Theories of Learning
The Children’s Museum Alliance, Inc has based all its work on a particular set of learning theories conducive to personal exploration and discovery by children. We promote excellence in education by meeting the needs of children cognitively, socially and physically through activities that are designed to be developmentally appropriate. These developmental years are not just a time to educate but they are your obligation to form a brain and if you miss them you have missed them forever.” --Michael Phelps. Co-inventor of the PET Scan
The primary theories reflected in our museum include:
- Discovery Learning - The primary theory used in the design of exhibits and activities, as it is a highly motivating method of personalizing the learning experiences, allowing individuals the opportunity to experiment and discover for themselves. It fosters curiosity and supports the active engagement of the learner throughout the learning process. Discovery learning is built upon the use of a learner’s prior knowledge, experiences, and understandings. This style of learning makes the learner responsible for their own outcomes, while developing a sense of independence and autonomy as well as skills in problem solving and critical thinking.
- Piaget - Considers that play is vitally related to cognitive development as it helps children construct knowledge and make sense of their world. Jean Piaget promoted inquiry-based learning that focused on children as active learners in their environment, and included activities that are child-directed, and child-centered.
- Montessori – A type of learning designed by Marie Montessori, that included a prepared environment and individual learning opportunities and emphasized a child’s involvement in the learning process, as a self-directed and motivated individual.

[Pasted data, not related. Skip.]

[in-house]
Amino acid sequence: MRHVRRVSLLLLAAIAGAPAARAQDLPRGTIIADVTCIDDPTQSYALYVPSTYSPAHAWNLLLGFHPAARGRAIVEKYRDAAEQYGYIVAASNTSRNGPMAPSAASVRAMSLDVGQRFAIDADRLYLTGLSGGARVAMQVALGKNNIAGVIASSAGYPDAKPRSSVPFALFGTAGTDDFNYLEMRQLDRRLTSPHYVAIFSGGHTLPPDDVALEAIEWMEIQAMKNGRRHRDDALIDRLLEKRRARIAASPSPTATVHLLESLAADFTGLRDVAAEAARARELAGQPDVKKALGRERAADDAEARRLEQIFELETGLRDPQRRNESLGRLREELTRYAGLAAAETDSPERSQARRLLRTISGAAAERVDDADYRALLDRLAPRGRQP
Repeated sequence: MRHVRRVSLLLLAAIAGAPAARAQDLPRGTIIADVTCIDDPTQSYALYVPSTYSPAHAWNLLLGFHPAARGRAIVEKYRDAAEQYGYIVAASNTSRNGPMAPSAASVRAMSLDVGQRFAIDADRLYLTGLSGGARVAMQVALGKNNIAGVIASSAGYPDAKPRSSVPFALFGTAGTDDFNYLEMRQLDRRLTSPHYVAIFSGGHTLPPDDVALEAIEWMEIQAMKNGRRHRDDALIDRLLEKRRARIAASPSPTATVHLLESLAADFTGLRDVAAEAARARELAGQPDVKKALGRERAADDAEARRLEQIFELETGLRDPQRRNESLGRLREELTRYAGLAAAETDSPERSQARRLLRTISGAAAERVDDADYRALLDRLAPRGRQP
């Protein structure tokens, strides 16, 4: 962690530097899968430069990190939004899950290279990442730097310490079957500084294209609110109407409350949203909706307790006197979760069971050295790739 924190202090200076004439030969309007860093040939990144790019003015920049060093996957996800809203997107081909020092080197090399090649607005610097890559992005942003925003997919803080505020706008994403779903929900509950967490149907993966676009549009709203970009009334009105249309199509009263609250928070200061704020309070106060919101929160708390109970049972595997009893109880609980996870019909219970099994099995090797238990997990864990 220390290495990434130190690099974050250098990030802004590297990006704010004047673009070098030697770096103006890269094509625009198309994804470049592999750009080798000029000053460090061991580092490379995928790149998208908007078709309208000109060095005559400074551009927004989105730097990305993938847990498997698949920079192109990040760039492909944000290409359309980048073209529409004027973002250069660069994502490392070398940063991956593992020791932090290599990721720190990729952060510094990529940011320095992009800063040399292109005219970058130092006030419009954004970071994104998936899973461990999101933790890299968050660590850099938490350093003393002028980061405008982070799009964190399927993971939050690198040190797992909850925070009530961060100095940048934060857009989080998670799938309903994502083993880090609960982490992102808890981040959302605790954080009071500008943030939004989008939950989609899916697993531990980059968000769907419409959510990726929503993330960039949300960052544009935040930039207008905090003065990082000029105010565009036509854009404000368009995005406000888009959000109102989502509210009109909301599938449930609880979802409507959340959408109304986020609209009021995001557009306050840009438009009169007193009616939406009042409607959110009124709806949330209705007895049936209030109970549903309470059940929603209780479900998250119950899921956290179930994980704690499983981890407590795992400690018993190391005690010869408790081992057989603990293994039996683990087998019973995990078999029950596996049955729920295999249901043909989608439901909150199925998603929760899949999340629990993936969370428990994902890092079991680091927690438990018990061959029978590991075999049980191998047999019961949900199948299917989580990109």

- Dewey – A form of experiential learning and child-centered activities promoted by John Dewey that are motivating and interactive, and built upon a child’s interest level.
- Froebel - A belief that was developed by Friedrich Froebel, the father of kindergarten, that the best medium for the natural unfolding of knowledge is play which allows children to conduct a thorough exploration of the world given a stimulating environment and being allowed self-directed activities.
- Gardner – The Multiple Intelligences, describes an array of different types of intelligences exhibited by all individuals and promotes activities that include these nine ways of learning. This process was designed by Howard Gardner and used by many educators to support differentiated instruction.
“The ability to play is instrumental in scientific exploration, discovery and all forms of creativity!” --Albert Einstein
A primary focus of the future children’s museum is based on the very basic foundational principle of the importance of play. Play is what children do and it is what they need. It is the vehicle through which much innovation and learning occurs. We know that at certain ages, given quality opportunities to play, children will develop within the set age appropriate norms demonstrating success in school and possessing positive outcomes as adults. Children develop in preset stages that include:
- Personality is set by age 3
- Behavior patterns are fixed by age 5
- Learning styles are identified by age 5
- Language patterns are established prior to age 7
- Learning from play will be imprinted for the rest of a child’s life